Burke McCarthy: Yeah, we literally integrated with them. Hey, I took a salesperson, I said … who was brilliant, Tom Swovick … and basically, “Share your data with us. We’ll crunch it with you. We’ll help you develop your PowerPoints for the next meeting when you make presentations.” And by the time the second big project rolled around, they realized that all they made were ROI assumptions based on cost reduction. And what they had not anticipated is how the ROI would escalate because of the value they delivered and the fact that people flocked to get it.
It was a real revelation. One of the greatest. Getting that project in the midst of that 2008 was really an incredible experience.
Michael Webb: Because you made something that was literally invisible, you made it visible by defining the terms and defining what was valuable, and then aligning to show that you’re able to create those values and it translates to financial success.
Burke McCarthy: Big time.
Michael Webb: That’s a great story.
Burke McCarthy: They ordered three more systems.
Michael Webb: And so your company was growing in the midst of this recession, right?
Burke McCarthy: Yeah.
Michael Webb: Which led to the purchase, the acquisition by the European parent. So a bunch of happy stories.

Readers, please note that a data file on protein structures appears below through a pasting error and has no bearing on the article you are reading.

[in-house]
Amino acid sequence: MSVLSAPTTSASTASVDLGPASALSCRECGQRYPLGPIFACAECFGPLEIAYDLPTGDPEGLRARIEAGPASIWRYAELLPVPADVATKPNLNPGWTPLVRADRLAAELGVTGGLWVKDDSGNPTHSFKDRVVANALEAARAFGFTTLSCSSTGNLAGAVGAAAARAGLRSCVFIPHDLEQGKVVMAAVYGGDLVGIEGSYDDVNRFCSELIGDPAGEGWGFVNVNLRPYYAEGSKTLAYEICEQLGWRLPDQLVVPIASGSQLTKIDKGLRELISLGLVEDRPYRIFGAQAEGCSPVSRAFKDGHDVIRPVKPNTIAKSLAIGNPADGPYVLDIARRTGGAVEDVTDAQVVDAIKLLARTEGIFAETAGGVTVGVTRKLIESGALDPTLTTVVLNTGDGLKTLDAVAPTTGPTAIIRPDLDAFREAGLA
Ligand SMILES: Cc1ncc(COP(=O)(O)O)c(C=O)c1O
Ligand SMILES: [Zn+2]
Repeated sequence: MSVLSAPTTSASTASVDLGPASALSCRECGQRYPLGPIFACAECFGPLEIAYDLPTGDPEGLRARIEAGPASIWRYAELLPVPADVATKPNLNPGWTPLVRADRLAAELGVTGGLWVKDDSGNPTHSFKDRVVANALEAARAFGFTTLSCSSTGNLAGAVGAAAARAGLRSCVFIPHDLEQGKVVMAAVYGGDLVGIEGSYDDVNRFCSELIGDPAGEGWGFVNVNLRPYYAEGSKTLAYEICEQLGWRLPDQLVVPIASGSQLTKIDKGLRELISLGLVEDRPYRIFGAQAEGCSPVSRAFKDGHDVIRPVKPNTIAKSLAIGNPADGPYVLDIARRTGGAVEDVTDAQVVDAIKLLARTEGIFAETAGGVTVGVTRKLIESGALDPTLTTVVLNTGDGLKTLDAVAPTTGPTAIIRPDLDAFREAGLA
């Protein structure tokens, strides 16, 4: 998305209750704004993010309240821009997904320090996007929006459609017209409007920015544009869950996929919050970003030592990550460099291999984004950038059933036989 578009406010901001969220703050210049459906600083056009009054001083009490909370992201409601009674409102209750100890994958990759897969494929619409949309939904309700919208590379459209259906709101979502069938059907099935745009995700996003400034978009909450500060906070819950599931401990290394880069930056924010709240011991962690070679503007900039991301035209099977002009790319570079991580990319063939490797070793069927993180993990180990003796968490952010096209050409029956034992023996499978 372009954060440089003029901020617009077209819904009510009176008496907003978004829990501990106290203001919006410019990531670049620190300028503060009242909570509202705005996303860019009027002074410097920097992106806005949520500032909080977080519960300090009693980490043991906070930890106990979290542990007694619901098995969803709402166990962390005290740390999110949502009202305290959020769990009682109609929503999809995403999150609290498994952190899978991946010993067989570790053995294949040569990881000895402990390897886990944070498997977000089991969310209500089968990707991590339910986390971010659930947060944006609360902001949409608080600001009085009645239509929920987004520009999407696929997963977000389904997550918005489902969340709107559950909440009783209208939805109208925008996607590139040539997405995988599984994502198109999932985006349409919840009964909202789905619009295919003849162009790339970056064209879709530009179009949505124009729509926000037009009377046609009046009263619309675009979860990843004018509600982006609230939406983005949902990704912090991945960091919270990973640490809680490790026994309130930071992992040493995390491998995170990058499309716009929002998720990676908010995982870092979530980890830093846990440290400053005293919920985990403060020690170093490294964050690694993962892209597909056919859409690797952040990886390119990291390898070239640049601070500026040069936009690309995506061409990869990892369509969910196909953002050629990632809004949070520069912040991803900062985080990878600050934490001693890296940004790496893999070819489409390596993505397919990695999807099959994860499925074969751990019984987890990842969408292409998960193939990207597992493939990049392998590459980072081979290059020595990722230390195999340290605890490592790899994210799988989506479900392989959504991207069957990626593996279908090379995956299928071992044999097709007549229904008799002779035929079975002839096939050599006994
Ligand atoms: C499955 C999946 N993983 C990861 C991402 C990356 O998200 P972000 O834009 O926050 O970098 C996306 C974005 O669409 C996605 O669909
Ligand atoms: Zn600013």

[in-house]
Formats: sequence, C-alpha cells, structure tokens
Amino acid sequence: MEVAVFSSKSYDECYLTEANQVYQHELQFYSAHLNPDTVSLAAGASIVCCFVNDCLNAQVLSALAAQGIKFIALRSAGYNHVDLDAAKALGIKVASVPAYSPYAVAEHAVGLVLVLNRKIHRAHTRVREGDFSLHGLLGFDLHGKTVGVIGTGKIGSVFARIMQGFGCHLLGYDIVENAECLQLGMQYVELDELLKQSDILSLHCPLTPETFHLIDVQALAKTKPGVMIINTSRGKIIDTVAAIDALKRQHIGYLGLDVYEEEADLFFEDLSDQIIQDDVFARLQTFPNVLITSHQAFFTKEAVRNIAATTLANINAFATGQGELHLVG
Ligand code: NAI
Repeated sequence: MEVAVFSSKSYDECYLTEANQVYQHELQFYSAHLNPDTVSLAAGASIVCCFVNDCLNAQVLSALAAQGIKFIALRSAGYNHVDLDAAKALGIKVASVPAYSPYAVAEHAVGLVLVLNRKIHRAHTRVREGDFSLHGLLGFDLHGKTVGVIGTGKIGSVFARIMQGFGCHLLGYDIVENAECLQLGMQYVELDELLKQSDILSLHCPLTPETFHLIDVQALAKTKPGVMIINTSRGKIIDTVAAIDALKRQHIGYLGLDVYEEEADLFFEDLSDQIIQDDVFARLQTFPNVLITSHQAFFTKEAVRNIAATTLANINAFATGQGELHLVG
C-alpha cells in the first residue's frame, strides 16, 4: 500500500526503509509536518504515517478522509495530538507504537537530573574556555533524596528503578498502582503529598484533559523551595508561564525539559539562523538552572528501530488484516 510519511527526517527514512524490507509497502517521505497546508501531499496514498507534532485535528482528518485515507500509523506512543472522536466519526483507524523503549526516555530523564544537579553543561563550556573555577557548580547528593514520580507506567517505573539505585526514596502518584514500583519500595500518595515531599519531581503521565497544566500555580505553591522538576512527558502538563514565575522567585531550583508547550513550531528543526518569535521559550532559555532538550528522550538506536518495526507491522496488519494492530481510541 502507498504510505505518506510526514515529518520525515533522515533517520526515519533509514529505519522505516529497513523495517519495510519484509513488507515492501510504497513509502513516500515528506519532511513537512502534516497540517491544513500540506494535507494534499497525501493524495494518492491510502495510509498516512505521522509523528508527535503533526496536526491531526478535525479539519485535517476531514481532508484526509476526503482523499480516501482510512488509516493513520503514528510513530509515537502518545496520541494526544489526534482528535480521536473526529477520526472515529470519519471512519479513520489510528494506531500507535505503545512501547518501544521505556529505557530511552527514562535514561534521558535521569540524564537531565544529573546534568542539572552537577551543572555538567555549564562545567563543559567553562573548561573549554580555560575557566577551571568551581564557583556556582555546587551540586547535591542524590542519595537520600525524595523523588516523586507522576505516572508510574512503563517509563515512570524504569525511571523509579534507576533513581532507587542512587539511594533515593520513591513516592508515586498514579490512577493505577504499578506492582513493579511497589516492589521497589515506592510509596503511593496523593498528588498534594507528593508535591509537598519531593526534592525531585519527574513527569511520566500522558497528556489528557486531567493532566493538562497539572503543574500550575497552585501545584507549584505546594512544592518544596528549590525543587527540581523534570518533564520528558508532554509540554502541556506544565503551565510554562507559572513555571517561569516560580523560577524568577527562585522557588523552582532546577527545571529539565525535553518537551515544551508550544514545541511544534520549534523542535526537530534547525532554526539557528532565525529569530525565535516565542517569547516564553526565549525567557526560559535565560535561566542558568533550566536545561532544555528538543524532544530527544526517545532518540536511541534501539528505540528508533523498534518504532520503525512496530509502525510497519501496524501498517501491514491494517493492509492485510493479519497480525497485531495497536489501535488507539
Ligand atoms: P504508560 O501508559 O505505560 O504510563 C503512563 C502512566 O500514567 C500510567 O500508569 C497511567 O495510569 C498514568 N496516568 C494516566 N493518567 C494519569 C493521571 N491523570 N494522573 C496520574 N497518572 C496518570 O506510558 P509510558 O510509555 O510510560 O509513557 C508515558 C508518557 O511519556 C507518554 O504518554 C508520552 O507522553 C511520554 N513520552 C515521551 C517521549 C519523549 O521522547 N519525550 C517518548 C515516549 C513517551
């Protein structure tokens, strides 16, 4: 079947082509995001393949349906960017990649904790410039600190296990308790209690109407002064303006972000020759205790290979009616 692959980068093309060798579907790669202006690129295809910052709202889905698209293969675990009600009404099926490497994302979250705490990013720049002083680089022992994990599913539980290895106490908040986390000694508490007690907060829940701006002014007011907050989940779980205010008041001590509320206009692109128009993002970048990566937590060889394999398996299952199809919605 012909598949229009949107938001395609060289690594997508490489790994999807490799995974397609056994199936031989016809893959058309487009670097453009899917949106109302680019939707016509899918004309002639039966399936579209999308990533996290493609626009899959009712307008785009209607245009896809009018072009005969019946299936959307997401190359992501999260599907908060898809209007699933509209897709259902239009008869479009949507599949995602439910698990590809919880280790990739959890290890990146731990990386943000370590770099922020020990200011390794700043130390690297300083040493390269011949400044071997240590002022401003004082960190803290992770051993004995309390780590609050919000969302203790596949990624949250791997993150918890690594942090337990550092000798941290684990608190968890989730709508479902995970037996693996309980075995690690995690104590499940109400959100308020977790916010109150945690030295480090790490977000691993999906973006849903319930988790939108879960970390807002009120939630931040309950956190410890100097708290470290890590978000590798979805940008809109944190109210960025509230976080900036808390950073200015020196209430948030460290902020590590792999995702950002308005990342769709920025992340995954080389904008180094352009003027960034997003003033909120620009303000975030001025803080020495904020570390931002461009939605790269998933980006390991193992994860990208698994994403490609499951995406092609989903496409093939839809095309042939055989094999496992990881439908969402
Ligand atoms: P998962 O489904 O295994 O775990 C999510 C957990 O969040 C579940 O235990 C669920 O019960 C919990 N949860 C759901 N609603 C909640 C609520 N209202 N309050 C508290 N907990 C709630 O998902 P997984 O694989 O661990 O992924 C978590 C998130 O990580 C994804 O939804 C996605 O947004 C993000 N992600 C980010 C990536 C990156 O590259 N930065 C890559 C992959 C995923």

Burke McCarthy: Yeah, it transformed the company. And what I like about it is going back to when I was a technical sales rep in New York City and I looked at process, there was something I did an incredibly … I shouldn’t say I. I don’t like to do that. It was a team. But we also really stunted Fuji Chrome as well. But that’s another story for another time. But by looking at a systems approach and then continuing to apply it throughout my career, I’ve just enjoyed a lot of success and a lot of variety. And what a great career I’ve enjoyed.
Michael Webb: That’s great. That’s a super story.
Burke McCarthy: Really. People call me. I don’t have to promote. I get calls.
Michael Webb: And you and I’ve worked together on projects and I’m looking forward to doing that again. And like I said, I’ve learned so much from you. And there’s so many other topics … tools and things … I would love to do another interview focused on a different tool at some point in the future if you’re open to that.
Burke McCarthy: Great. Love to.
Michael Webb: Okay. So when people listen to this, they may want to know how to get in touch with you or how to reach out to you. How do they do that?
Burke McCarthy: Well, I’m on LinkedIn. My contact information is right there. So just send …
Michael Webb: So spell it out. Burke McCarthy, right?
Burke McCarthy: Yes. B-u-r-k-e, it’s an unusual name. McCarthy … M-c capital C-a-r-t-h-y. And I’m based in Toronto. And … go ahead.
Michael Webb: Good. So I will put a link to your LinkedIn profile in the blog post. And I’ll also put a template of this Market Perceived Quality Profile from Bradley Gale’s book.
Burke McCarthy: Great.
Michael Webb: Yeah, this would make a nice little package. And definitely, anybody that uses this is going to get some eye-opening results. Highly recommend it.
So thank you, Burke.
Burke McCarthy: Happy.
Michael Webb: Thank you very much. And we’ll be talking again soon.
Burke McCarthy: Thank you, Mike.